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Check out the makhar trends for Ganpati

DNMUM220558 | 8/28/2011 | Author : Srishti Shinde | WC :582 | Religion & Spirituality

This Ganpati, there's a host of new designs and colours for makar. We take you on a tour of the ones we liked

The countdown for Ganpati has almost come to an end, and everyone's busy preparing for the festival. When bringing home Lord Ganesha, lots of things need to be done, and one of them is selecting a makhar.
It comes across to most families as the most interesting activity as a part of the pre-Ganpati preparations. Family members sit together and decide the place at which the sthapana of the Lord will be done. Then they discuss the colour, size, shape and design ideas for the makhar.
Here's a little help for you to choose from a variety of makhars in the market.
Temple Makhars: The usual temple-type makhars are the hot favourites. Even though these have been used extensively and explored in all formats, these makhars are chosen by most Maharshtrians. The traditional idea is that the lord sits in a temple, which is why most devotees prefer having a temple-shaped makhar at their place.
Rituraj Khona, a salesman from a stationary shop selling makhars in Sanpada said, "The size of this makhar depends on the idol, which ranges from one-five feet for a home-based Ganpati. Made with thermocol and supported by hardboard, these temples are decorated with various colours, especially pink, blue, orange and accessioned with gold and silver shimmer." The prices for the temple-shaped makhar start from Rs200 and go up to Rs2,500.
Ganpati Singhasan: This is another makhar style that's quite famous, but it is used by a limited number of people. This year, there have been several innovations to the singhasan-style makhar, with designs that are similar to singhasans of some well-known places and people. "You can choose from a number of singhasans, like the Balasaheb Thackeray's singhasan, Lalbaugcha Raja singhasan, Indra Singhasan, etc.," informed Pankaj Thakur, a makhar-seller from Nerul.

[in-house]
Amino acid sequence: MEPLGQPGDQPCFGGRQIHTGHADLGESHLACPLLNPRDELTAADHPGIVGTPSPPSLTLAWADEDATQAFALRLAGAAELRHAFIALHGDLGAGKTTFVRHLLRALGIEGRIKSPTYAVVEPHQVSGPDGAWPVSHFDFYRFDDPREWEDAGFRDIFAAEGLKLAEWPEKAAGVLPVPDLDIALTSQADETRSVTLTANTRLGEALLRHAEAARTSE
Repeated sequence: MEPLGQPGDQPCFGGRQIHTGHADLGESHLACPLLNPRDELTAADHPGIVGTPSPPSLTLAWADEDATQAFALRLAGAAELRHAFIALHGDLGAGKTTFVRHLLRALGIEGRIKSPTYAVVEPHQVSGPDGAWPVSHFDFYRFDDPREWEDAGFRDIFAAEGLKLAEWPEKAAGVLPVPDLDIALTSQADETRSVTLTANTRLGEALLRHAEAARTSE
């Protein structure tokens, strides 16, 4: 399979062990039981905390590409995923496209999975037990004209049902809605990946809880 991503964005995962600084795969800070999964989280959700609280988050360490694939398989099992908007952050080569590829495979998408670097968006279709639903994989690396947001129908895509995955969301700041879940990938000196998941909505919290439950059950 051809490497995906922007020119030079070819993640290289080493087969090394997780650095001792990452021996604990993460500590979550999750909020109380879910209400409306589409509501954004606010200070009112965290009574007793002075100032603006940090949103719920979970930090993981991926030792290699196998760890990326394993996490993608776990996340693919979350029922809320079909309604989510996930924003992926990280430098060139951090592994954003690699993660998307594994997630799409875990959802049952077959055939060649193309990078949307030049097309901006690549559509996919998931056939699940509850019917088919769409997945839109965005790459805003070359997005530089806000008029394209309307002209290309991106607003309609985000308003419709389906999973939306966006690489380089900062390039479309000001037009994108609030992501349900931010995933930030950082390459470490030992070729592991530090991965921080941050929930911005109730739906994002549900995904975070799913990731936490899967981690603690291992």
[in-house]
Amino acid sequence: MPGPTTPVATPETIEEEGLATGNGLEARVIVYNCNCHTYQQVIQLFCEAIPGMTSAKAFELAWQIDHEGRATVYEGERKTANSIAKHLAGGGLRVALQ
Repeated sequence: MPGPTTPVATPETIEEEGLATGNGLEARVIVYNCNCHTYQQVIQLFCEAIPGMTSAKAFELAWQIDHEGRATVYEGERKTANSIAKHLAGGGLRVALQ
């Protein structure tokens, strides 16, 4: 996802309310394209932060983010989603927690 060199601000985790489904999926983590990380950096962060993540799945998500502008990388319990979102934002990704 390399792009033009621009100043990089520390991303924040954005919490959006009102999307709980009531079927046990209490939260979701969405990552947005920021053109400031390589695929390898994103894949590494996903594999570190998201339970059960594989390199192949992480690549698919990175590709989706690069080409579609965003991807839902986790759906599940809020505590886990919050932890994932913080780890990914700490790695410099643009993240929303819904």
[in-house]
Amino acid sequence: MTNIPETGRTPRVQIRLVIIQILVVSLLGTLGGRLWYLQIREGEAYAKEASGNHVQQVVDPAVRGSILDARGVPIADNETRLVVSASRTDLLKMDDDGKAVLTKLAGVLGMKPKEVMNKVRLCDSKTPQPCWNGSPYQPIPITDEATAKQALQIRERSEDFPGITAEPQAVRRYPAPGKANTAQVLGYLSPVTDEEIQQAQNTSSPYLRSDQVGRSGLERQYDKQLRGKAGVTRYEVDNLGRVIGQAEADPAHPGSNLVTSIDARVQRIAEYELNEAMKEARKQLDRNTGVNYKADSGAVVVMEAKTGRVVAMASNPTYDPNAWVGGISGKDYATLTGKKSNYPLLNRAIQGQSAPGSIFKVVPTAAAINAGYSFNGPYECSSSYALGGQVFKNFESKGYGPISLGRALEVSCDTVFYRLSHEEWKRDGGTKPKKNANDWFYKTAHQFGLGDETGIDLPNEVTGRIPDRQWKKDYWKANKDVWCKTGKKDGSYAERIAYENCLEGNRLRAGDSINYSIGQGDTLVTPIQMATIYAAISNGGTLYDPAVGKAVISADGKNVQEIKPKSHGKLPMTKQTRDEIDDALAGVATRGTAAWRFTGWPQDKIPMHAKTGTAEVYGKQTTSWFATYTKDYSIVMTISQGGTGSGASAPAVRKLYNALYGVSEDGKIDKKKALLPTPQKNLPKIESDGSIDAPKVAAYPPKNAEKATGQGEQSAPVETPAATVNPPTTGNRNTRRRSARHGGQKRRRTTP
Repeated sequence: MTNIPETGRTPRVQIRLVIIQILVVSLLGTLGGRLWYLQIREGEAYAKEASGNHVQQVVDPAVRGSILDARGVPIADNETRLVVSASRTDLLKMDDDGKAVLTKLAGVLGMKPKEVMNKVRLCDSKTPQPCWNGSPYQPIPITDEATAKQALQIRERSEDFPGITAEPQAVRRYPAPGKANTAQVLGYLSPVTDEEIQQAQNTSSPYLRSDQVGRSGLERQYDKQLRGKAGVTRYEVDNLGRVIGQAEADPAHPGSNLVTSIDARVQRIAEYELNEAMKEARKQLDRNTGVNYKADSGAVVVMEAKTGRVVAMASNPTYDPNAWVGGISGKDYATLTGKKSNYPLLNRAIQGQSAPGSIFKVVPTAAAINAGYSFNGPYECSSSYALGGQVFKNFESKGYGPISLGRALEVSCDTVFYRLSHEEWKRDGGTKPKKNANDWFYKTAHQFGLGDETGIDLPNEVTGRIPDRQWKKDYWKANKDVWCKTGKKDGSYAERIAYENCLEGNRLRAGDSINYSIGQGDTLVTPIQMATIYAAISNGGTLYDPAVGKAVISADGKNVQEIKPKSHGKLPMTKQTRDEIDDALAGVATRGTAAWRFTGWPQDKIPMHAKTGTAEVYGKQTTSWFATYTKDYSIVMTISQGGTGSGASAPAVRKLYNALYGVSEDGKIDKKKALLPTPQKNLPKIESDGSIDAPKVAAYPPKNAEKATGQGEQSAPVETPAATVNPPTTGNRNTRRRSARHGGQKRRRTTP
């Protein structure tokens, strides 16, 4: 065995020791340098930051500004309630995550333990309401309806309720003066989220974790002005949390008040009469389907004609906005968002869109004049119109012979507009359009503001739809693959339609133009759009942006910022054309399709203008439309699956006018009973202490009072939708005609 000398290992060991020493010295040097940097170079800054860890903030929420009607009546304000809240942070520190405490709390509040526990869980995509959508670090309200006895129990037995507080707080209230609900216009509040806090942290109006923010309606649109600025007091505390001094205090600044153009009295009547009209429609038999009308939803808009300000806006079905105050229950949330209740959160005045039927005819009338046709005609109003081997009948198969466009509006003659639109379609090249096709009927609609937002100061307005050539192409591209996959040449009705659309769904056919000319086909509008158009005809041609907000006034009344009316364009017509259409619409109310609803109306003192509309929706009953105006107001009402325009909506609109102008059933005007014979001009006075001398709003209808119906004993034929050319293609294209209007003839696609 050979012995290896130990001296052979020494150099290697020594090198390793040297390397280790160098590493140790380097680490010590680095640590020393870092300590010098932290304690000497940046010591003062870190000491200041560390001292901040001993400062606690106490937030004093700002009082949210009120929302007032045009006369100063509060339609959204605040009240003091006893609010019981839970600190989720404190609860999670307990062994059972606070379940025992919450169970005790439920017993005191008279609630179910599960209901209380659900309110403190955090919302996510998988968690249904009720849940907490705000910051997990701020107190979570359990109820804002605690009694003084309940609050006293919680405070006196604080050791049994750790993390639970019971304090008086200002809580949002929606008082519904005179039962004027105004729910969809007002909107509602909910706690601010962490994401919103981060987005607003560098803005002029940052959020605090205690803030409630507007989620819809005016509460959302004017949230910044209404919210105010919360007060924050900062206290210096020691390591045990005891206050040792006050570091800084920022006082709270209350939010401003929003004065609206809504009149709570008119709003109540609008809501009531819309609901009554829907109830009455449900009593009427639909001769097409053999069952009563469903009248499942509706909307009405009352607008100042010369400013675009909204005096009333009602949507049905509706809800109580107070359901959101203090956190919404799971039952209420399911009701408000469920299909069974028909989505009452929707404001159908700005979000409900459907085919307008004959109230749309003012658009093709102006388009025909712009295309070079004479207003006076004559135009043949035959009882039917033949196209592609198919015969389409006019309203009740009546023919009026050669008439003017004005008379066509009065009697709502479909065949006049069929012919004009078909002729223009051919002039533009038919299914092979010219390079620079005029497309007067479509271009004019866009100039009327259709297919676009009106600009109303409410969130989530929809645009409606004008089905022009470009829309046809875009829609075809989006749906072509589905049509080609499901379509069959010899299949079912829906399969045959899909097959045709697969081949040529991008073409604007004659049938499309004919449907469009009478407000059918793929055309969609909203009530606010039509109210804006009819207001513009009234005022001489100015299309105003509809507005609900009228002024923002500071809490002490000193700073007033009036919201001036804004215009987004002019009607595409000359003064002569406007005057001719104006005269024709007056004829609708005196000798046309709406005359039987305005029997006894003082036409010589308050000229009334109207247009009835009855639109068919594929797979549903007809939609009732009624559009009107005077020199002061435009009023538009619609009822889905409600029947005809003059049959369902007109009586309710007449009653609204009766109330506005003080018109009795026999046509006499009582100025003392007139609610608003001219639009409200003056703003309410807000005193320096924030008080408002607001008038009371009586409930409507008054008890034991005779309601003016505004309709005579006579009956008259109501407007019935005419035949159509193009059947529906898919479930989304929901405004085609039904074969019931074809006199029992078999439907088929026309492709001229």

"People love to buy the single piece singhasan-type makhars. They are more solidly built than the designer ones. They have broader bottoms and hence hold the idol better than the other fancy makhars."
This year, there have been some new designs such as a bed of hibiscus or a seat made out of hibiscus flowers and leaves. They look extremely beautiful — with the flowers and leaves cut with sharp borders that surround the idol space.
"The range for this starts from Rs325 and the biggest one costs Rs1,500. However since this one doesn't have a solid geometric shape, the biggest makhar is only upto 3 feet in height," mentioned a shopkeeper at Krishna Book Centre in Kharghar. There are some more makhars at this store where the main seat has been adorned with two white swans on both sides. Both these makhars look very delicately-worked and elegant, and something new that you can find this year's makhar market.
Jhoola-type makhar: It is another fancy makhar that has hit the markets this Ganpati festival. "The swing looks beautiful and similar to the one on which Lord Krishna is seated. The price of the makhar is Rs3,200 and it is in great demand. We have sold all pieces, except one. Lots of people have enquired about it," said Jeevanbhai, from Student's Book Store in Vashi.
"However some of the most authentic makhars are found in APMC market in Vashi and the Janta Market in Nerul, where you can avail the best quality, design and prices of makhar at these places. We always buy it from APMC market and they come out to be very good since they have a lot of variety there," said Pritam Bhumralkar, a resident of Vashi.


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